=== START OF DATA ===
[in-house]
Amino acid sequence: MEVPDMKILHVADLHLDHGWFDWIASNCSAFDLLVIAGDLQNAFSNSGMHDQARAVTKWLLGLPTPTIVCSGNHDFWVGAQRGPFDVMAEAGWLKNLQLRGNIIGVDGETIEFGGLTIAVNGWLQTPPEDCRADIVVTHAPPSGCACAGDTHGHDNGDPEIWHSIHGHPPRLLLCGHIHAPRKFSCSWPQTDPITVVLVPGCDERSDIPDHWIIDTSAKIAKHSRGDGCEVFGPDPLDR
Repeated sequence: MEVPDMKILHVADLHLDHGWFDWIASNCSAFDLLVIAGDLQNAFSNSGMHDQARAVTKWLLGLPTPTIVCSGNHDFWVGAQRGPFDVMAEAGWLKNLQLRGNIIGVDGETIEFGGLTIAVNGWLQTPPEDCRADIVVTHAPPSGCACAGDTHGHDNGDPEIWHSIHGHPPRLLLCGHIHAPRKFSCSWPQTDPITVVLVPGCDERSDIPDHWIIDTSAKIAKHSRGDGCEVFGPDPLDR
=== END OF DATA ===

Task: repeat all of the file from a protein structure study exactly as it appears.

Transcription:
[in-house]
Amino acid sequence: MEVPDMKILHVADLHLDHGWFDWIASNCSAFDLLVIAGDLQNAFSNSGMHDQARAVTKWLLGLPTPTIVCSGNHDFWVGAQRGPFDVMAEAGWLKNLQLRGNIIGVDGETIEFGGLTIAVNGWLQTPPEDCRADIVVTHAPPSGCACAGDTHGHDNGDPEIWHSIHGHPPRLLLCGHIHAPRKFSCSWPQTDPITVVLVPGCDERSDIPDHWIIDTSAKIAKHSRGDGCEVFGPDPLDR
Repeated sequence: MEVPDMKILHVADLHLDHGWFDWIASNCSAFDLLVIAGDLQNAFSNSGMHDQARAVTKWLLGLPTPTIVCSGNHDFWVGAQRGPFDVMAEAGWLKNLQLRGNIIGVDGETIEFGGLTIAVNGWLQTPPEDCRADIVVTHAPPSGCACAGDTHGHDNGDPEIWHSIHGHPPRLLLCGHIHAPRKFSCSWPQTDPITVVLVPGCDERSDIPDHWIIDTSAKIAKHSRGDGCEVFGPDPLDR